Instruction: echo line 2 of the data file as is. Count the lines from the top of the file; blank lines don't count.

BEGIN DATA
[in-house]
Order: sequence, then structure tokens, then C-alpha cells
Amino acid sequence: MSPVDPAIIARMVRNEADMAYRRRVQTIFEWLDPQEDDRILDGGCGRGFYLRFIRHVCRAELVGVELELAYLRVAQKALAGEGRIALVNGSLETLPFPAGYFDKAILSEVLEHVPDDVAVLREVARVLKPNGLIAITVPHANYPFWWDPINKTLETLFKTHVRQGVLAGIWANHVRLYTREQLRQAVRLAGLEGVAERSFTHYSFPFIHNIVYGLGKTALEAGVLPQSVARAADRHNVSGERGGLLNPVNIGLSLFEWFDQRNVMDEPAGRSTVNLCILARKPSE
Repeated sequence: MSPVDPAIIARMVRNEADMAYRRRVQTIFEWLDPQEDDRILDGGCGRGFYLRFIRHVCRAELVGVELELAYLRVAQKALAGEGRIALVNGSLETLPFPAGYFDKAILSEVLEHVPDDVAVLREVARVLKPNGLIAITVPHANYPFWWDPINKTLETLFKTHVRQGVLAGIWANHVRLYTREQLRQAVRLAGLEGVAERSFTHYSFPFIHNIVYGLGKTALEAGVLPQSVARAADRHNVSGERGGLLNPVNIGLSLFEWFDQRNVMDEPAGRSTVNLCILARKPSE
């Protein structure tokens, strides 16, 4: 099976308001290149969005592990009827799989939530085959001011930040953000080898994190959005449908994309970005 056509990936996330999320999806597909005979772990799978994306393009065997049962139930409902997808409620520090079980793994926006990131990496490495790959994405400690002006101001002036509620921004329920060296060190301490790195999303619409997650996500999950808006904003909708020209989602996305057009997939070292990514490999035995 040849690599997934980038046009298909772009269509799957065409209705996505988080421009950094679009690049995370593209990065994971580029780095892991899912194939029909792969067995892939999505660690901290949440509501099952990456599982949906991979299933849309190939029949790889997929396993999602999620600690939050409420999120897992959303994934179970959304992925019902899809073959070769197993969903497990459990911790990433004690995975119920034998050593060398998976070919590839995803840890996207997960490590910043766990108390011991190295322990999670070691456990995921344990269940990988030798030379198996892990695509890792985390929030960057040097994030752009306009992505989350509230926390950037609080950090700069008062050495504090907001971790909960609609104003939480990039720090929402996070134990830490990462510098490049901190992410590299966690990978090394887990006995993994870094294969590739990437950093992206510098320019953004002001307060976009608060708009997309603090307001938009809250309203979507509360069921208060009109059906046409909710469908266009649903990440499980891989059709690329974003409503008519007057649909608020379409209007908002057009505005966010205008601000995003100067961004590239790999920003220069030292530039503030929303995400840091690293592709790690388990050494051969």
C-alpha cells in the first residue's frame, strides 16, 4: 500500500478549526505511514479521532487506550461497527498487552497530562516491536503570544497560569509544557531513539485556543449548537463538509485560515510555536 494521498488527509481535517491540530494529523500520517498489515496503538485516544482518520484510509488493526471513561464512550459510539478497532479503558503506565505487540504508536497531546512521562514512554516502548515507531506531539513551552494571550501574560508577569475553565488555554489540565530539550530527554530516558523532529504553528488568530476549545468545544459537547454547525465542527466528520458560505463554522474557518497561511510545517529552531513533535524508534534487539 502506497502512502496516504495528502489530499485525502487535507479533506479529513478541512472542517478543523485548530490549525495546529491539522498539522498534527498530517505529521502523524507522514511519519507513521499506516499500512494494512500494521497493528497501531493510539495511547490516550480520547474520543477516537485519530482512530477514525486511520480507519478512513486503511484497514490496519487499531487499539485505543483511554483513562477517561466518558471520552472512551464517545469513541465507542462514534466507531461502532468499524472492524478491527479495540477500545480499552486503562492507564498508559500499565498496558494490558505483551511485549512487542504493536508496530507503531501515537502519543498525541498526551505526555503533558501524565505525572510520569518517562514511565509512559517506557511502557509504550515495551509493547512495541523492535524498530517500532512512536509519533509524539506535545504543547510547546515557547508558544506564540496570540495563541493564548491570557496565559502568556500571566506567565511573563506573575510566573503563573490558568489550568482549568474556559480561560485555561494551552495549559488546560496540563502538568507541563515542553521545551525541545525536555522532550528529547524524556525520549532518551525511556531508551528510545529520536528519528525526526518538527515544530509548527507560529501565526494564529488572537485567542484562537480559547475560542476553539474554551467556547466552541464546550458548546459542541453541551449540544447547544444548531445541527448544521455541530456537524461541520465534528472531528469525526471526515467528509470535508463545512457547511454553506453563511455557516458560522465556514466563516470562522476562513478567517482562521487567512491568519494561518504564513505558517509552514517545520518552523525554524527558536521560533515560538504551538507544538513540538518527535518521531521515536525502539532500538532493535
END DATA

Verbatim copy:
Order: sequence, then structure tokens, then C-alpha cells